Running a personal best time is a special feeling.
Having propelled your body the fastest ever over a given distance is indeed something worth appreciating. So rare is it in life that we can look squarely upon any endeavor and say, "this is the best I have ever done this." What timing footraces does is afford this added layer of personal competition, with razor-sharp objectivity uncommon most elsewhere.
However, some, well-intending but nonetheless erroneous people, place far too much emphasis on the time ran on race day. Don't get me wrong, in track, time does matter, but not that much. Racing to run a certain time is the equivalent of trying to play a game of H-O-R-S-E during a 5 vs 5 basketball game. You can do it, but most likely will lose the day's contest even though you won your "game."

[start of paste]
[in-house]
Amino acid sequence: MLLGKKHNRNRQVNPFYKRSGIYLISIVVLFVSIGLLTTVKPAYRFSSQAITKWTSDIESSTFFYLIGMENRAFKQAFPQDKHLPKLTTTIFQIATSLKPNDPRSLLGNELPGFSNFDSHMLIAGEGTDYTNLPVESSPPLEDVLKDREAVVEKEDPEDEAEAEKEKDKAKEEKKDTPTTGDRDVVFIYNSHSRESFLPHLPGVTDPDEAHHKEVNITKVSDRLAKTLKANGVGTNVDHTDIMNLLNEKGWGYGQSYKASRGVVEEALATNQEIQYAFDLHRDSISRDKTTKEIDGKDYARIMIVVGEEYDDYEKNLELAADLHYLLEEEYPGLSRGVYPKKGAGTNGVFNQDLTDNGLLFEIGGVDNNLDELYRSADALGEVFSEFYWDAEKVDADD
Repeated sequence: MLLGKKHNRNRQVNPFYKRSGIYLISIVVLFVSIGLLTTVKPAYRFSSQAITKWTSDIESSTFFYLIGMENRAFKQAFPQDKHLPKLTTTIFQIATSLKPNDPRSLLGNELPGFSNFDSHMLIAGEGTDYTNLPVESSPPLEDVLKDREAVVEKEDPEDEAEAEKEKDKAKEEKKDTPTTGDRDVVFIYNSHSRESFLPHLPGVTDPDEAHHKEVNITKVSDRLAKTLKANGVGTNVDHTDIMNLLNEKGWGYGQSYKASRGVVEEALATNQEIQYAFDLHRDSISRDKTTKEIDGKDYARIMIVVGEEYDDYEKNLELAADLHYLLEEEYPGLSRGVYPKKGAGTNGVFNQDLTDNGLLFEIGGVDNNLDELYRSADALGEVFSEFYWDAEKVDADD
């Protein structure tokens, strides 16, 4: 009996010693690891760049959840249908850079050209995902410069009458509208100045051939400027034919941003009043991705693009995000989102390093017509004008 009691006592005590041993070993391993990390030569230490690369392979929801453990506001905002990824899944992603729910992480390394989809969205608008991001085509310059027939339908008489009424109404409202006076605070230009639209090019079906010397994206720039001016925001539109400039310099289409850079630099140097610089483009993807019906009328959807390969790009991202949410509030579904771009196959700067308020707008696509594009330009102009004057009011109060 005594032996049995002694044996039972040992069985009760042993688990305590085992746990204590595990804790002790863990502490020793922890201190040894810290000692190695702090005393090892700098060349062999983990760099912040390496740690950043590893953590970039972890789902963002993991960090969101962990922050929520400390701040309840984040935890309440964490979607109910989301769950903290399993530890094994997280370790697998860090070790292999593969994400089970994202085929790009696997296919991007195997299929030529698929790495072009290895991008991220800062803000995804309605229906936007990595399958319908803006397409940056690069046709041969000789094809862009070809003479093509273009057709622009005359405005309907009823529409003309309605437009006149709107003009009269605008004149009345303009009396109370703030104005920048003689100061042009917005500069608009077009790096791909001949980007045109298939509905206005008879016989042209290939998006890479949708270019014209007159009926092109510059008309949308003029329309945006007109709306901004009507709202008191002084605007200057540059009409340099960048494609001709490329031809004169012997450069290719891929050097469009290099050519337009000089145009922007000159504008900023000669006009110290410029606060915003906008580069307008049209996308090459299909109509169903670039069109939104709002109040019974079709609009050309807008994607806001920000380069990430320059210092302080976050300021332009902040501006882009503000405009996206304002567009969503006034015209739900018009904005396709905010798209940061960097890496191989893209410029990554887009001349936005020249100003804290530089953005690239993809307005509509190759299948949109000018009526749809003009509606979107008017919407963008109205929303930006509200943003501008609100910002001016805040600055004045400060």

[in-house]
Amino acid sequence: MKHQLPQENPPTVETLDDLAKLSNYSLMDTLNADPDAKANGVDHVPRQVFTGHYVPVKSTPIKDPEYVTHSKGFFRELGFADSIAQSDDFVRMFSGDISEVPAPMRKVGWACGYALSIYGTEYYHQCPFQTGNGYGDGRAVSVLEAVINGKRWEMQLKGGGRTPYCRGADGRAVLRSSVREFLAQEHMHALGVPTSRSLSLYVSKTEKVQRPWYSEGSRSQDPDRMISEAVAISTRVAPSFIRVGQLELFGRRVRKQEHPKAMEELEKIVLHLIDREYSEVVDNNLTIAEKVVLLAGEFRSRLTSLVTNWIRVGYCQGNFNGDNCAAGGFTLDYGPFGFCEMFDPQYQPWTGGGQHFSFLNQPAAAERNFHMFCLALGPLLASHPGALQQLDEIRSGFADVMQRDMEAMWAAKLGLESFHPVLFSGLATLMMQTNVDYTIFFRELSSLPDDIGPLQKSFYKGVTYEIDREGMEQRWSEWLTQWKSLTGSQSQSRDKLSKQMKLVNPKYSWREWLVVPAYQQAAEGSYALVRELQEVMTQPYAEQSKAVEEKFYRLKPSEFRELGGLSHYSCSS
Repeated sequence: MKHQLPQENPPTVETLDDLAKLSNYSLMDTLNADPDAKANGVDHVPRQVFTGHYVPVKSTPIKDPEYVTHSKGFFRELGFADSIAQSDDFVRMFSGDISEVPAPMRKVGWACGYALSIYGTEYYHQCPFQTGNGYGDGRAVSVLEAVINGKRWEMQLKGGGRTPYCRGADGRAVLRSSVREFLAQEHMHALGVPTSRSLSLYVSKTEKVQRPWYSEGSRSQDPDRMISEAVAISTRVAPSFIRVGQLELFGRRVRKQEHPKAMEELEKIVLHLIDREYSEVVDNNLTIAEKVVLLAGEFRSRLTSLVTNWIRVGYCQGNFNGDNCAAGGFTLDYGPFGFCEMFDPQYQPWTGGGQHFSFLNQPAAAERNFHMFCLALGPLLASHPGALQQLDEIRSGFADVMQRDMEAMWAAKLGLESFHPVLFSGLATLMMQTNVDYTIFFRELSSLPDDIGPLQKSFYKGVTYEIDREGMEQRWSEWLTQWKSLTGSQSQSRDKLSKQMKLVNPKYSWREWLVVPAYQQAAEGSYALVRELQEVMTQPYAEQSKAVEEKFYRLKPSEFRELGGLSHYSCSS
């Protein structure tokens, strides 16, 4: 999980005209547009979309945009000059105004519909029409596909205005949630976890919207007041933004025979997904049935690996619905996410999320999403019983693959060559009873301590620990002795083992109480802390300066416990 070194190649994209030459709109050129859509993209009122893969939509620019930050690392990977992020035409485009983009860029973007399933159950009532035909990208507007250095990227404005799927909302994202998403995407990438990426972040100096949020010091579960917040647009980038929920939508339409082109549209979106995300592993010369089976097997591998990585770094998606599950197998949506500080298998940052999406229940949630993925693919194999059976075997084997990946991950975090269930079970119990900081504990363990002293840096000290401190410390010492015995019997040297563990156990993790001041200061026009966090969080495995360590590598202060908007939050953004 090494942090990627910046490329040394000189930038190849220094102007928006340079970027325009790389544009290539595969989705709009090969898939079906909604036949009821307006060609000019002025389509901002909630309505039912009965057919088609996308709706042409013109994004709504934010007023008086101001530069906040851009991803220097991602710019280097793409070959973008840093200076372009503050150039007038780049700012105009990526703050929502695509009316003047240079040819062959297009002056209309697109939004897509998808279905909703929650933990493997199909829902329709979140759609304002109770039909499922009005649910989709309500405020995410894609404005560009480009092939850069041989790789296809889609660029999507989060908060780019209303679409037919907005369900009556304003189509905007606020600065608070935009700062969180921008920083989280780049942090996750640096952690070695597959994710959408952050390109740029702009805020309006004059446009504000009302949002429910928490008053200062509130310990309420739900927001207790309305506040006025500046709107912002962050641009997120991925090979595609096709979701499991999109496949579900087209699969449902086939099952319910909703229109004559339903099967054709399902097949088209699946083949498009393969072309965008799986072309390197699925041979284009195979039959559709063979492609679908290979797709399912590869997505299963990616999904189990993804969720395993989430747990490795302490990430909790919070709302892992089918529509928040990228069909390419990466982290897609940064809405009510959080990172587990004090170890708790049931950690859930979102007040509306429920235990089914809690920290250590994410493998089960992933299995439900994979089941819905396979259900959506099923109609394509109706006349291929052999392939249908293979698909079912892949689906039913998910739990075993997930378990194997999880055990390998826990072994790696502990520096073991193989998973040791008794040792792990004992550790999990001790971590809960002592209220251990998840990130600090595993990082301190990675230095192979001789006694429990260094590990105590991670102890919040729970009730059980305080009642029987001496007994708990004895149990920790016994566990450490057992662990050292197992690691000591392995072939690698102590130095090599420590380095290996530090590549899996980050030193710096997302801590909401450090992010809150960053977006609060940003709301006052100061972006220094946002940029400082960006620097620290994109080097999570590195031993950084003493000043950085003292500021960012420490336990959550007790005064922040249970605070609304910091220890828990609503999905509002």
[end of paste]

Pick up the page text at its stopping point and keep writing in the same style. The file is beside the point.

The point of a footrace is to compete against the field on hand in an effort to win. Yes, only one runner can win, which is what makes it so hard, but this truth doesn't prohibit everyone in the field from putting forth their best effort to claim victory.
A common rebuttal is, "but I am not fast enough to win,"
My reply — get better.
Develop a better mindset. Surround yourself with better people. And engage in better preparation.
You'll be surprised what impact useful adjustments in those three simple areas will do. One effect is a shift of focus away from the clock but on competing to your fullest in the race at hand, no matter how it unfolds. And another effect is counterintuitive — you'll run faster, more often, than you ever had when you concerned yourself excessively with time.
If you don't believe me, ask Daniel Herrera who just ran a small personal best of 3:39.45 in the 1500m at the USATF Distance Classic. Nowhere in his preparations did we discuss time, only competitive elements, actions, and decision making. The result? The fastest he's ever run the metric mile, but a 6th place finish in his heat.
What was his response to running a lifetime best?
"That's nice. But I'm out here racing to win."
To which I asked, "what do you need to do now?"
"Easy," he replied, "get better."
Thanks for reading. I'm glad you're here. // jm